I want to share the story of one mother, whom I have known for about 10 years, and how Family Literacy has helped her and her family.
Our school district is very large and we have a very diverse population, both socio-economically and ethnically. We have a wonderful mix of immigrants from all over the world, which brings us enriching cultural experiences and relationships. Our district also has 36 Title I schools.
I worked for 6 years in one of those Title I schools in the field of family engagement. While I was there, I opened a new Parent Center, welcoming parents into our school, providing a place to learn about the school and our American education system, and about how they, as parents, could support their child’s education. This is where I met Maria.
Maria (not her real name) had one son attending our elementary school in grade 3, and one daughter, 3 years old. She frequently brought her daughter with her to the Parent Center while she volunteered and visited with other mothers.
Maria attended the Adult ESOL Family Literacy class that was held in the evenings in our building. Her children came with her and were down the hall in the children’s class while Maria was learning English. Maria was a faithful student and she practiced her English when she visited the Parent Center in our school during the daytime. She was an active volunteer, too!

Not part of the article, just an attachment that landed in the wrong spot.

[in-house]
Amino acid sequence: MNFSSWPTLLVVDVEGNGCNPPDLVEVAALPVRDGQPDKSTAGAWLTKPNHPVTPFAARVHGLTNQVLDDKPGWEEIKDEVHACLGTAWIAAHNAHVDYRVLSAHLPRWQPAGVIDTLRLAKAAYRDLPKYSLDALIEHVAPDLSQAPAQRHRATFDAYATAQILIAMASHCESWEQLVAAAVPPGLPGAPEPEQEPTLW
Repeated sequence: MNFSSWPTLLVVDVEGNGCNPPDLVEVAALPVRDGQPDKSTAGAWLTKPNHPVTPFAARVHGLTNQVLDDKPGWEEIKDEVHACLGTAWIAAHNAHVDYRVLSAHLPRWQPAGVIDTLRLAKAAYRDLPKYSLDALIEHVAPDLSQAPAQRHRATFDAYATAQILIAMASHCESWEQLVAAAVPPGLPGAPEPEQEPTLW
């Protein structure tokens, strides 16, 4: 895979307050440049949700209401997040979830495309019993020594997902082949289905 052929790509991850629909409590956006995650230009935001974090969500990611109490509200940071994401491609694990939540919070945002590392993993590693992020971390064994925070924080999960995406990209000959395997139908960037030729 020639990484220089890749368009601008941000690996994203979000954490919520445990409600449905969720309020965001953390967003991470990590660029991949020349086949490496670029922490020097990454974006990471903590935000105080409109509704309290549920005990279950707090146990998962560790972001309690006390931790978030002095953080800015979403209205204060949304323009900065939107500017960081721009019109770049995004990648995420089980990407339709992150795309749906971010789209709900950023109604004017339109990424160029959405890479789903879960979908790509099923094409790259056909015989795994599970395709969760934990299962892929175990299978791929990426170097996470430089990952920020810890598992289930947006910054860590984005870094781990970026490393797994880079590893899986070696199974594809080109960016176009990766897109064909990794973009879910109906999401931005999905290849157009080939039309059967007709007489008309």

She also came to our Partners in Print programs, which we held in the evenings 4 times per year. She brought her children, and sometimes her husband. She learned how to read books with her children and ask questions to strengthen comprehension. She also learned how to make books at home, how to help her children practice writing, reinforce beginning sounds, and a variety of other literacy skills. We had a lot of fun at our Partners in Print events!
Later, Maria went on to attend the Adult and Community Education English classes, where she studied English intensely 4 days a week. Her goal was to get a job, to help support her family, and hopefully, someday, help pay for college educations.
I am happy to say that last fall, we hired Maria to work as an Instructional Assistant in our Adult ESOL Family Literacy class at one of our other elementary schools! This is a part time hourly position two nights per week. It’s a perfect place for her to start her career with our school district. Then, she was also hired as an assistant in the preschool children’s program for the daytime Family Literacy classes. I know she will probably not stay with us for too long, as she has higher aspirations. But this is just one of many success stories that makes me realize the impact of Family Literacy. Family Literacy is SO important to our children and their families. We cannot afford to leave the family out of the learning process.
How do you feel about bringing parents into the partnership of educating children? What are the challenges you face in doing this? Do you have a success story you can share?